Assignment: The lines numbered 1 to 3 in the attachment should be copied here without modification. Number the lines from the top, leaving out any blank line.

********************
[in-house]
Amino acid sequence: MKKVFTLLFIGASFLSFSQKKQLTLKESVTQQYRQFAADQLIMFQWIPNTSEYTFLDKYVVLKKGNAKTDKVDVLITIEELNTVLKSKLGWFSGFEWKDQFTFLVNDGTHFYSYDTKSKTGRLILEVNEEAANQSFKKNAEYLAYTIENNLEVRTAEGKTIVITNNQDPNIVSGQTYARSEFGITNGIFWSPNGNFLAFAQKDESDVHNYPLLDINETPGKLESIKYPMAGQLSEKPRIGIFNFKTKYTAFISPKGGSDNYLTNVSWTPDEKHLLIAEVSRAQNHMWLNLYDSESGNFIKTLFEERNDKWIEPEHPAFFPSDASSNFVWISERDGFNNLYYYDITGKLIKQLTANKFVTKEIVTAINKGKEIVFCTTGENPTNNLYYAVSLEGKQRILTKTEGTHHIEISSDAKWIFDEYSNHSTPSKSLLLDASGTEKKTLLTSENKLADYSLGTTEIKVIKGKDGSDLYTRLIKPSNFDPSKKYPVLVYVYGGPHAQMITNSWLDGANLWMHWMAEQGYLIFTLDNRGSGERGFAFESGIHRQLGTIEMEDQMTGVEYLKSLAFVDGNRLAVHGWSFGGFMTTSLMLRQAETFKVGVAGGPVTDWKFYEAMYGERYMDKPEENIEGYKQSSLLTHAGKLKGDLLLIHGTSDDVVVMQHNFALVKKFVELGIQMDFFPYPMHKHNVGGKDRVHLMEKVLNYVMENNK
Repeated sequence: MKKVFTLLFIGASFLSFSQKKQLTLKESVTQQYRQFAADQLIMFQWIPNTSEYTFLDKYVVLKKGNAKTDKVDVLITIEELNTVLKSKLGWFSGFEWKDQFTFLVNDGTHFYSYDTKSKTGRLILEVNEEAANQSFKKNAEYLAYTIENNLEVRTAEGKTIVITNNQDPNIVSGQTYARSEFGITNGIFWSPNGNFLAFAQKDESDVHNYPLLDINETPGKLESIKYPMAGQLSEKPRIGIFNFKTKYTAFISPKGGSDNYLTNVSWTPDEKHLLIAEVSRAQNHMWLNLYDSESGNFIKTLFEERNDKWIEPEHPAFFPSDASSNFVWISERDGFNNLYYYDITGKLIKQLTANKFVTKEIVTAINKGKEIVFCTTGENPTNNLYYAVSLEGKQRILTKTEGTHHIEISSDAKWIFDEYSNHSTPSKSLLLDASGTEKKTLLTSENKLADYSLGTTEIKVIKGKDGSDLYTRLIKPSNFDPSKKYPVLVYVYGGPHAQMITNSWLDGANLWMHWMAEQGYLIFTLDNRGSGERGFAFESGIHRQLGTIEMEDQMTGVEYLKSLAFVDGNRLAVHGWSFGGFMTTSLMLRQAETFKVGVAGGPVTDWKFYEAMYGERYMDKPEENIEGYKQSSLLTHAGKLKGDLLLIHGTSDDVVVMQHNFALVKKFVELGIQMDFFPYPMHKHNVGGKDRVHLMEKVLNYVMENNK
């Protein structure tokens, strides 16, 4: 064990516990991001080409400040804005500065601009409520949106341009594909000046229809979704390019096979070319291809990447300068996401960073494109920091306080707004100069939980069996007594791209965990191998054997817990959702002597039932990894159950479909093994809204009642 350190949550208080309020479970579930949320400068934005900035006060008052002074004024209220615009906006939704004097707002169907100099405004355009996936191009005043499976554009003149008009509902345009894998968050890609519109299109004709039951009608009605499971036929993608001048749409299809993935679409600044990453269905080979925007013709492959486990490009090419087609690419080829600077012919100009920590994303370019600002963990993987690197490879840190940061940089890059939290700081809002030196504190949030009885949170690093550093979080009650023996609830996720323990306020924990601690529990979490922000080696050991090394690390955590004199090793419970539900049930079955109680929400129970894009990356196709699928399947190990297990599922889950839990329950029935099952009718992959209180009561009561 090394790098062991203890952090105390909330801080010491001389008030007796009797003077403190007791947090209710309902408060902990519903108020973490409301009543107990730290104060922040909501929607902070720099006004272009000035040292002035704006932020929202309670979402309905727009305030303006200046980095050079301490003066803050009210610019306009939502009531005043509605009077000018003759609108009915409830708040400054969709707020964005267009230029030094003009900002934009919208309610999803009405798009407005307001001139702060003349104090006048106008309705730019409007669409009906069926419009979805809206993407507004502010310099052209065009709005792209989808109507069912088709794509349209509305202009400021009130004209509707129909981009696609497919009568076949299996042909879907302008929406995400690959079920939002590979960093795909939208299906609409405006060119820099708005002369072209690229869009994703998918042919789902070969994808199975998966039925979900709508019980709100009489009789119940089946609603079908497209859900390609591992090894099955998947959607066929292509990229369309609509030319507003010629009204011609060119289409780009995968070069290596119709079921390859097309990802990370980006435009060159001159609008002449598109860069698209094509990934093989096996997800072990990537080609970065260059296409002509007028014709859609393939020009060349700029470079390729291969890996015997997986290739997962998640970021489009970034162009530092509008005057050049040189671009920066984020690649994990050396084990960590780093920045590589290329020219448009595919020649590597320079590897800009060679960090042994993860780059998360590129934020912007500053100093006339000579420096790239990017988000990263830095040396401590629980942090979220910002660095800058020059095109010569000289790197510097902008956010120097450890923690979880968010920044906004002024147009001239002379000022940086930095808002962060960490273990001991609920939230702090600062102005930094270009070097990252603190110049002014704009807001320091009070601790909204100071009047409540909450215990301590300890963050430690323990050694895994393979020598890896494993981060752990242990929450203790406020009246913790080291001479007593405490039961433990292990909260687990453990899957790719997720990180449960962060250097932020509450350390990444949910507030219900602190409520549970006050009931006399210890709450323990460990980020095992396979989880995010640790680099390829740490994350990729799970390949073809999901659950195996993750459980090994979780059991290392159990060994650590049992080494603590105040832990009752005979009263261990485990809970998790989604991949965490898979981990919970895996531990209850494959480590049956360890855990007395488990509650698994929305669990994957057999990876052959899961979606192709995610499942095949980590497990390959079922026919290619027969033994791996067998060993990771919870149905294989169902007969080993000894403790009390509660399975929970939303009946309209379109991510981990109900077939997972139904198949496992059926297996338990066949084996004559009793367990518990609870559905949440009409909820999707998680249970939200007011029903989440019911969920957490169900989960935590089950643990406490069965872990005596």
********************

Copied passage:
[in-house]
Amino acid sequence: MKKVFTLLFIGASFLSFSQKKQLTLKESVTQQYRQFAADQLIMFQWIPNTSEYTFLDKYVVLKKGNAKTDKVDVLITIEELNTVLKSKLGWFSGFEWKDQFTFLVNDGTHFYSYDTKSKTGRLILEVNEEAANQSFKKNAEYLAYTIENNLEVRTAEGKTIVITNNQDPNIVSGQTYARSEFGITNGIFWSPNGNFLAFAQKDESDVHNYPLLDINETPGKLESIKYPMAGQLSEKPRIGIFNFKTKYTAFISPKGGSDNYLTNVSWTPDEKHLLIAEVSRAQNHMWLNLYDSESGNFIKTLFEERNDKWIEPEHPAFFPSDASSNFVWISERDGFNNLYYYDITGKLIKQLTANKFVTKEIVTAINKGKEIVFCTTGENPTNNLYYAVSLEGKQRILTKTEGTHHIEISSDAKWIFDEYSNHSTPSKSLLLDASGTEKKTLLTSENKLADYSLGTTEIKVIKGKDGSDLYTRLIKPSNFDPSKKYPVLVYVYGGPHAQMITNSWLDGANLWMHWMAEQGYLIFTLDNRGSGERGFAFESGIHRQLGTIEMEDQMTGVEYLKSLAFVDGNRLAVHGWSFGGFMTTSLMLRQAETFKVGVAGGPVTDWKFYEAMYGERYMDKPEENIEGYKQSSLLTHAGKLKGDLLLIHGTSDDVVVMQHNFALVKKFVELGIQMDFFPYPMHKHNVGGKDRVHLMEKVLNYVMENNK
Repeated sequence: MKKVFTLLFIGASFLSFSQKKQLTLKESVTQQYRQFAADQLIMFQWIPNTSEYTFLDKYVVLKKGNAKTDKVDVLITIEELNTVLKSKLGWFSGFEWKDQFTFLVNDGTHFYSYDTKSKTGRLILEVNEEAANQSFKKNAEYLAYTIENNLEVRTAEGKTIVITNNQDPNIVSGQTYARSEFGITNGIFWSPNGNFLAFAQKDESDVHNYPLLDINETPGKLESIKYPMAGQLSEKPRIGIFNFKTKYTAFISPKGGSDNYLTNVSWTPDEKHLLIAEVSRAQNHMWLNLYDSESGNFIKTLFEERNDKWIEPEHPAFFPSDASSNFVWISERDGFNNLYYYDITGKLIKQLTANKFVTKEIVTAINKGKEIVFCTTGENPTNNLYYAVSLEGKQRILTKTEGTHHIEISSDAKWIFDEYSNHSTPSKSLLLDASGTEKKTLLTSENKLADYSLGTTEIKVIKGKDGSDLYTRLIKPSNFDPSKKYPVLVYVYGGPHAQMITNSWLDGANLWMHWMAEQGYLIFTLDNRGSGERGFAFESGIHRQLGTIEMEDQMTGVEYLKSLAFVDGNRLAVHGWSFGGFMTTSLMLRQAETFKVGVAGGPVTDWKFYEAMYGERYMDKPEENIEGYKQSSLLTHAGKLKGDLLLIHGTSDDVVVMQHNFALVKKFVELGIQMDFFPYPMHKHNVGGKDRVHLMEKVLNYVMENNK